means for connecting the strain gauges attached to said two beams from each of said first and second sets in a Wheatstone bridge circuit for sensing said tangential force U, the strain gauges of those beams on the same side of said rotational axis of said rotor being opposed in the Wheatstone bridge, and

means for applying an input voltage to two points of said bridge circuit interconnecting the strain gauges of two beams which are each of different sides of said rotational axis, and which are not in alignment with each other.

15. An apparatus for measuring forces and/or moments acting on a rotorin motion about a rotational axis comprising:

a hub having a plurality of sets of beams with the beams of each set extending at right angles with each other and resiliently deformable under the action of forces and/or moments applied to the hub, said beams positioned parallel to directions of individual forces applied to the hub and parallel to a plane perpendicular to the respective vector of moments applied to the hub so that the forces and moments cause only extensions and contractions of said beams, said sets including a first set of beams having two beams extending in a plane parallel to the vector of a camber moment M acting on said rotor with said two beams being on opposite sides of said rotational axis and a second set of beams having two beams extending in a plane parallel to the vector of the camber moment M, with said two beams being on opposite sides of said rotational axis,

means for attaching said hub to said rotor,

a plurality of strain gauges each attached to one of said beams so as to produce a signal varying as a function of the deformation of the beam to which it is attached,

means for connecting the strain gauges attached to said two beams from each of said first and second sets in a Wheatstone bridge circuit for sensing said camber moment M, of said rotor, one of said strain gauges on a beam from each of said first and sec-' ments acting on a rotor in motion about a rotational axis comprising:

a hub having a plurality of sets of beams with the beams in each set extending at right angles with each other and resiliently deformable under the action of forces and/or moments applied to the hub, said beams extending in planes parallel to directions of individual forces applied to the hub and parallel to a plane perpendicular to the respective vector of moments applied to the hub so that the forces and moments cause only extensions and contractions of said beams, said sets including a first set of beams having two beams extending in a plane perpendicular to the vector of a steering momeans for attaching said hub to said rotor,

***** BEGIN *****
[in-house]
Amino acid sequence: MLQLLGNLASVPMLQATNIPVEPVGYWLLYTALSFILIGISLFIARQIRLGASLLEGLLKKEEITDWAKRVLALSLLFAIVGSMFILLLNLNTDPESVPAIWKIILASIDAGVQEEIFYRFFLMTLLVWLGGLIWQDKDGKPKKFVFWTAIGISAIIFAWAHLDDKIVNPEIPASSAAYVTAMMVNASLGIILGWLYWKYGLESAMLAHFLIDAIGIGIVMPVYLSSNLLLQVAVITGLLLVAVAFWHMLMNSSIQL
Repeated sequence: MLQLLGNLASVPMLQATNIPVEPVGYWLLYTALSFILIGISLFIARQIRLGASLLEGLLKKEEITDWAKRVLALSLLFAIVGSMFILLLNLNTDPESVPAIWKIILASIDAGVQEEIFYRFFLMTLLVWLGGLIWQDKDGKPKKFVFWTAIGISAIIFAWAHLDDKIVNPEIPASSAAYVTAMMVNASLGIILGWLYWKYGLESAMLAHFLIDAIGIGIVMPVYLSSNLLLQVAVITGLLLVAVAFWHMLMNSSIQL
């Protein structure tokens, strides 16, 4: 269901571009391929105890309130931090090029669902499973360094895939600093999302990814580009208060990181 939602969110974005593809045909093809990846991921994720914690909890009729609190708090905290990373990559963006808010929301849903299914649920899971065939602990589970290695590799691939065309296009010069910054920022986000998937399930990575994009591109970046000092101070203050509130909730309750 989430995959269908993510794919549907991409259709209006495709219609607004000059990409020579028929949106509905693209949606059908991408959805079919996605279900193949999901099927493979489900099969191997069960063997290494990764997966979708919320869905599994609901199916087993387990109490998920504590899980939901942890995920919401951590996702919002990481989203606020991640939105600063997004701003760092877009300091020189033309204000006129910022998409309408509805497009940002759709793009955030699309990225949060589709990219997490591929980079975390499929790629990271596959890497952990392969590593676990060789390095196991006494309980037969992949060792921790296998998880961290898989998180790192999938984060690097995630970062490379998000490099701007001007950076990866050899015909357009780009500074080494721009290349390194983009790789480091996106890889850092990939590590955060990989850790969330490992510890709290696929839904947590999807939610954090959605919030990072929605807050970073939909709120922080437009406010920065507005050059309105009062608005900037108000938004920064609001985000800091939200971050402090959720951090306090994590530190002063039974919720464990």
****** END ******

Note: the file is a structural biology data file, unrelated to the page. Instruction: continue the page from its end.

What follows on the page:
a plurality of strain gauges each attached to one of said beams so as to produce asignal varying as a function of the deformation of the beam to which it is attached,

means for connecting the strain gauges attached to said two beams from each of said first and second sets in a Wheatstone bridge circuit for sensing said steering moment M of said rotor, those strain gauges of the beams being opposite to each other in the Wheatstone bridge which are arranged in spaced relation in the direction of said rotational axis and on different sides of it, and

means for applying an input voltage to two points of said bridge circuit interconnecting the strain gauges of two beams which are on different sides of the rotational axis of said rotor, and are not in alignment with each other.

17. An apparatus for measuring forces and/or moments acting on a rotor in motion about a rotational axis comprising:

a hub having a plurality of sets of beams with the beams of each set extending at right angles with each other and resiliently deformable under the action of forces and/or moments applied to the hub, said beams positioned parallel to directions of individual forces applied to the hub and parallel to a plane perpendicular to the respective vector of moments applied to the hub so that the forces and moments cause only extension and contractions of said beams, said sets including a first set of beams having four beams extending in a plane parallel to the direction of a lateral force S acting on said rotor and including two pairs of beams with the beams in each pair being on opposite sides of said axis,

means for attaching said hub to said rotor,

two pairs of passive strain gauges,

a plurality of strain gauges each attached to one of said beams so as to produce a signal varying as a function of the deformation of the beam to which it is attached,

means for connecting said first set of strain gauges and said passive strain gauges in a Wheatstone bridge circuit for sensing said lateral forces S, those strain gauges in each pair of said first set being connected in series in the Wheatstone bridge and said passive strain gauges being connected in series, and means for applying an input voltage to two points of said bridge circuit interconnecting a branch with beams of said first set and one with passive strain gauges.

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Classifications
U.S. Classification73/862.42, 73/146, 73/862.44
International ClassificationG01L5/16, G01M17/02, G01L5/20
Cooperative ClassificationG01L5/20, G01M17/022, G01L5/161
European ClassificationG01L5/16B, G01M17/02B, G01L5/20